Turning the Coldest, Darkest Room into a Steamy Oasis
Even in the best layouts, there’s going to be a room that just doesn’t have a lot going for it. That’s where great design shines. Case in point: the bathroom of this basement conversion had only one window, along a north-facing wall situated 8 ft. from a neighboring house. So it had little privacy and less sunshine.
To compensate for the bathroom’s dark, north-facing location, architect Fran Halperin of San Rafael, California, decided to jazz things up with light-colored green glass tiles offset by an intense purple wall. (Glass tiles reflect whatever light there is.) She further warmed things up by specifying a radiant floor of color-etched concrete; the countertop and other horizontal details are also concrete, cast off-site and then installed.
Then Fran really turned up the heat. The 3 ft. by 5 ft. shower doubles as a mini-steam room with a concrete bench (hidden by the half wall) to relax on. To contain the moist air, the glass panels run up to the sloping ceiling. When steam condenses it runs down the walls rather than dripping onto bathers. The frosted hopper window can be left open to vent excess moisture without compromising security or privacy. To accommodate the inward-opening window–yet thwart insects–the window screen is on the outside.
Thousands of field-tested tips
This striking bath remodel first appeared in In-laws, Outlaws and Granny Flats (Taunton Press, 2011), and you can see more of Fran Halperin’s space-saving designs in my newest book, Renovation 4th Edition, published in November, 2012. In addition to case histories about award-winning designs, Renovation 4‘s 614 pages include 250+ technical drawings, 1,000 photos from the 40,000 I have taken over the years, and thousands of field-tested tips and techniques that master builders have shared with me. I hope you find it useful. –Mike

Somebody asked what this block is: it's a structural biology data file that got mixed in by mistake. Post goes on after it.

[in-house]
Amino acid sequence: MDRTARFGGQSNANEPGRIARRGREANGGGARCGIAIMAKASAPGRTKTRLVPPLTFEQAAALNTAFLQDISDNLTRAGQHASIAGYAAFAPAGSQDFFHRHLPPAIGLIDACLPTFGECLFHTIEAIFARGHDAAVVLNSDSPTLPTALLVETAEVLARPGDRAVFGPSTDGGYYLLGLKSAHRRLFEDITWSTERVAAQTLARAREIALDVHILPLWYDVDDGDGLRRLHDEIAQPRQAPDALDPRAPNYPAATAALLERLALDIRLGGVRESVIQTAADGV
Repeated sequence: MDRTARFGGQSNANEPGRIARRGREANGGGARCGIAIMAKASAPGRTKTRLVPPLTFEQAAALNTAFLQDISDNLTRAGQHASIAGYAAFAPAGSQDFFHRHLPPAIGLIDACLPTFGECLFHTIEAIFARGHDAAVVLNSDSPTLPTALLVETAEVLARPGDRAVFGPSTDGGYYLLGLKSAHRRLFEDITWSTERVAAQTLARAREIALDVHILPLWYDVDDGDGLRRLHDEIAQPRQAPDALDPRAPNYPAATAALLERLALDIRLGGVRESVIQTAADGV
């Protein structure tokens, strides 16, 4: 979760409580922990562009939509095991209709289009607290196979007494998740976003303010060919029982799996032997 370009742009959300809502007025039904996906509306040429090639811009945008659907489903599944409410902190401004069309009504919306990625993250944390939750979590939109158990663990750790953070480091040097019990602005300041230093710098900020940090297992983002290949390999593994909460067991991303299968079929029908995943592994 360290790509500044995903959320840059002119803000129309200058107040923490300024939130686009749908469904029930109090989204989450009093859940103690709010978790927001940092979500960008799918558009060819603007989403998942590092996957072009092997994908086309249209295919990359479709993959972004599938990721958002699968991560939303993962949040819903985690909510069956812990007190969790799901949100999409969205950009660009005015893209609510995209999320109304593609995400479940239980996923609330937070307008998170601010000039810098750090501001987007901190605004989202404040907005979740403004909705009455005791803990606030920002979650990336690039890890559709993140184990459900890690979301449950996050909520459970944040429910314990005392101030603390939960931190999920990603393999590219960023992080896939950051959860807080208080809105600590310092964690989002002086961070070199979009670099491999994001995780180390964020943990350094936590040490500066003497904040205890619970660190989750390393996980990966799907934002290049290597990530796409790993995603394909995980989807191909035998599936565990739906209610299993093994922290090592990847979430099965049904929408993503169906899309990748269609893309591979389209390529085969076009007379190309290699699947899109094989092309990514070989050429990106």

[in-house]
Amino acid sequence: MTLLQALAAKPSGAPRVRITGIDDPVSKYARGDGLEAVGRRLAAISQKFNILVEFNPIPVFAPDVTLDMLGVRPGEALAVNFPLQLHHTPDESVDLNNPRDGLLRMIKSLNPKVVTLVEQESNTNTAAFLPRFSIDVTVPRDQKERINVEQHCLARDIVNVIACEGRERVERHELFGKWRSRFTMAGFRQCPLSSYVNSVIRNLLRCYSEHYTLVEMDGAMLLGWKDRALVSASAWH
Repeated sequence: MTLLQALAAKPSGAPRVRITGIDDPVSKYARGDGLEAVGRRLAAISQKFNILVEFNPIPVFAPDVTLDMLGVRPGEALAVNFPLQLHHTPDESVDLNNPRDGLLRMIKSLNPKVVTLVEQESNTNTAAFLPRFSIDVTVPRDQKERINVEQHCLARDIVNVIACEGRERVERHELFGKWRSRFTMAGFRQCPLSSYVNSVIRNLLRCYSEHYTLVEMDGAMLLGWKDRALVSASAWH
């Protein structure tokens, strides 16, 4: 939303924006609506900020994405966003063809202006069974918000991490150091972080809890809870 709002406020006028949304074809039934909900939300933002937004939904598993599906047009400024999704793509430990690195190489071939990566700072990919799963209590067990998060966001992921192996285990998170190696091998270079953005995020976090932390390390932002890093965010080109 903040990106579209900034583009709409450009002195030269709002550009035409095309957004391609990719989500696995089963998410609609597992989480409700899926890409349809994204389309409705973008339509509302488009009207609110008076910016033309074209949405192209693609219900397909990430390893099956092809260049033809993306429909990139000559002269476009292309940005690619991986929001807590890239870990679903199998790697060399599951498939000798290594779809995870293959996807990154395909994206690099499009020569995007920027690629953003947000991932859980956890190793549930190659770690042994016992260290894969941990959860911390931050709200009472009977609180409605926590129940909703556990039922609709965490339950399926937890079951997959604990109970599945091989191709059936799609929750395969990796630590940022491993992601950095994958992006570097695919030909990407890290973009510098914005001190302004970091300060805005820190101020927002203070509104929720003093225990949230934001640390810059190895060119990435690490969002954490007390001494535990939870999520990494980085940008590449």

Reflective glass tiles optimize the light from a single, north-facing window and the intense color of one purple wall warm it. The shower doubles as a steam room, with a concrete bench hidden by the half wall. Note: The "second window" is a reflection in the glass panel atop the half wall. In-laws, Outlaws and Granny Flats: Your Guide to Turning One House into Two Homes.
Renovation 4th Edition contains thousands of practical tips and techniques that master builders and designers shared with Mike Litchfield, a founding editor of Fine Homebuilding.